Authority on Nostradamus, the occult, and parapsychology John Hogue returned in the first half to update his prophecy alarm. He began with a warning about humankind, in general, experiencing "an evolutionary breakdown or breakthrough" soon. Hogue examined recent astrological changes (such as the end of Mercury retrograde at the beginning of August) and how this may be affecting weather events and the upcoming economic climate. He says he fears "a long term trade war with the Chinese" is approaching and that they will "wait it out" while the U.S. suffers. Hogue believes that the recent protests in Hong Kong are being manipulated by forces in the U.S. trying to push for a "shooting war" with China, and is also concerned about war on "several fronts," such as the continuing hostilities between India and Pakistan, who both possess nuclear weapons.
He shared his analysis of the quatrains of the great sixteenth-century prophet Nostradamus which predicted world events, particularly in WWII, when Hogue said the Nazis (some of whom he said were "very good at reading Nostradamus") tried to force the predictions into a reading of Germany winning the war, which they couldn’t do. Hogue also read passages that he said predicted both the landing on the moon and the Challenger disaster, as well as the bombings of Hiroshima and Nagasaki. He also pointed out that the prophet wanted to be "obscure and nebulous" in order to keep people from figuring out his predictions too easily.
In the second half, expert brain researcher Neil Slade discussed how easily the brain can be tuned to achieve higher creativity. Slade said that "you’ve got the most complex computer sitting on top of your shoulders," and believes that fine-tuning it and paying attention to your thoughts and actions will allow anyone to take more control of their life and happiness. He continued with his belief that "your brain rewards advanced thinking that helps you survive." Slade referred to photos he provided to illustrate strange phenomena that have been occurring around him, such as a broom that kept flying off the wall of his home, once when he and his wife witnessed the movement. He also described an episode of losing a pair of glasses that inexplicably appeared hanging from a backyard wind chime a couple of weeks after he misplaced them.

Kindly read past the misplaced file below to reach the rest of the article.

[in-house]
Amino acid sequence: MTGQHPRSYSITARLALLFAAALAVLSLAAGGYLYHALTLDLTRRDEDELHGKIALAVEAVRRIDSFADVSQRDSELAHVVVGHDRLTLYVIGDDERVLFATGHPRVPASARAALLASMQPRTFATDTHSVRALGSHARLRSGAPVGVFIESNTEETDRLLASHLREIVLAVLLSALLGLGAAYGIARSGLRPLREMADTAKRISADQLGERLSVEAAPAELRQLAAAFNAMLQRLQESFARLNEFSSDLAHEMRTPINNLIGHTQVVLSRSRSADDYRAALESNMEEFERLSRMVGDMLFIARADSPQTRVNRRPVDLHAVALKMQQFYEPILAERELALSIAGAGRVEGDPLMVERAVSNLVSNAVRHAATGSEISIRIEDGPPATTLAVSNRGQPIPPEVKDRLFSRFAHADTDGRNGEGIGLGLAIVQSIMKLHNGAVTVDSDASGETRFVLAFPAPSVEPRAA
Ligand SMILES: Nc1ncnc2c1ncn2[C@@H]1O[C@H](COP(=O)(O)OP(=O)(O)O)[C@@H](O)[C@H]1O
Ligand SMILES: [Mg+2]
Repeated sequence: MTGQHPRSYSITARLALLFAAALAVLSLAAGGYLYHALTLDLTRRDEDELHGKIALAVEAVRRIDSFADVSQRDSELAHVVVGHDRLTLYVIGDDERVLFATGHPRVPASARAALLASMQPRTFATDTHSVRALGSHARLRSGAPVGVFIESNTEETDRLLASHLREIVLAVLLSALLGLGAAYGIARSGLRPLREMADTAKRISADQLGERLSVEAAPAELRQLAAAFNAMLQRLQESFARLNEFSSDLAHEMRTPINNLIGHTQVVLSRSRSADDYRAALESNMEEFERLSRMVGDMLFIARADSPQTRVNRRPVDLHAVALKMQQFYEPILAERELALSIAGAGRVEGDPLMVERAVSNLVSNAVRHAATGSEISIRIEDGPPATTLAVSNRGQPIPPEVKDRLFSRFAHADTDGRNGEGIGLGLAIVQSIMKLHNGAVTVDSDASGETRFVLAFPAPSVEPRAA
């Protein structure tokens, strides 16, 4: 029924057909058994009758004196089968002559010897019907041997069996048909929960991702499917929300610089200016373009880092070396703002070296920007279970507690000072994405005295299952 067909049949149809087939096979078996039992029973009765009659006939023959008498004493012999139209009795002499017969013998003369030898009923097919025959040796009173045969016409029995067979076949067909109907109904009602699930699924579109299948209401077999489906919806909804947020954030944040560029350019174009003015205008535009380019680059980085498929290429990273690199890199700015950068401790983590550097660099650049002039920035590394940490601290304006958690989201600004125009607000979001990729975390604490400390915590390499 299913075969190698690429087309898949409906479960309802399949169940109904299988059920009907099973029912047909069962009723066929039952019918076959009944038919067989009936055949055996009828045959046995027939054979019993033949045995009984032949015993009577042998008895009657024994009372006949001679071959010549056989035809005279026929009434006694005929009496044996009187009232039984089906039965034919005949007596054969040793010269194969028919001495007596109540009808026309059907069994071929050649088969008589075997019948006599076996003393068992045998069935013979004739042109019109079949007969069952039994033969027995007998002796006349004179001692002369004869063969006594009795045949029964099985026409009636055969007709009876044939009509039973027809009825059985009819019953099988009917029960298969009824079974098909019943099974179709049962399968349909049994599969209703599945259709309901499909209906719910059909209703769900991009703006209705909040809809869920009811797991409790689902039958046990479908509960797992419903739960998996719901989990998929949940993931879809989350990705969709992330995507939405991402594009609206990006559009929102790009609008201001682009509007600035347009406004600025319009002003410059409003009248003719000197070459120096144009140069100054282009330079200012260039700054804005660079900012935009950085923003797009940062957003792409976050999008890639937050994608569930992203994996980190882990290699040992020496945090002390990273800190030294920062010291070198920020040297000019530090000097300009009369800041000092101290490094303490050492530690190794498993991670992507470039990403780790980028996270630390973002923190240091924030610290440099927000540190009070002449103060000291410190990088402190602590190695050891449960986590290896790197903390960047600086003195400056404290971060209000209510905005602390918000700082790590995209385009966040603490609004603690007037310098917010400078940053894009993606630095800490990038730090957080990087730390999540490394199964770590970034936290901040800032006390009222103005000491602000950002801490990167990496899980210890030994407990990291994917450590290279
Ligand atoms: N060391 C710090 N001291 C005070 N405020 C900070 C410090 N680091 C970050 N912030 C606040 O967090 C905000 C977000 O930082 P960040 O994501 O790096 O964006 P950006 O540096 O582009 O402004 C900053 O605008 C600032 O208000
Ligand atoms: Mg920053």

As far as training the brain to be more efficient and productive, Slade suggested that research indicates that there are many ways to "tickle your amygdala," which is the area of the brain associated with the processing and memory of emotions. He believes that activities such as meditation, making or appreciating art, exercise, and especially music are all paths to better brain health. Music is one of the best methods because Slade said it "is one of the activities that engages all parts of the brain." He quoted a Harvard study which determined that listening to classical music at 60 beats per minute made learning easier and faster.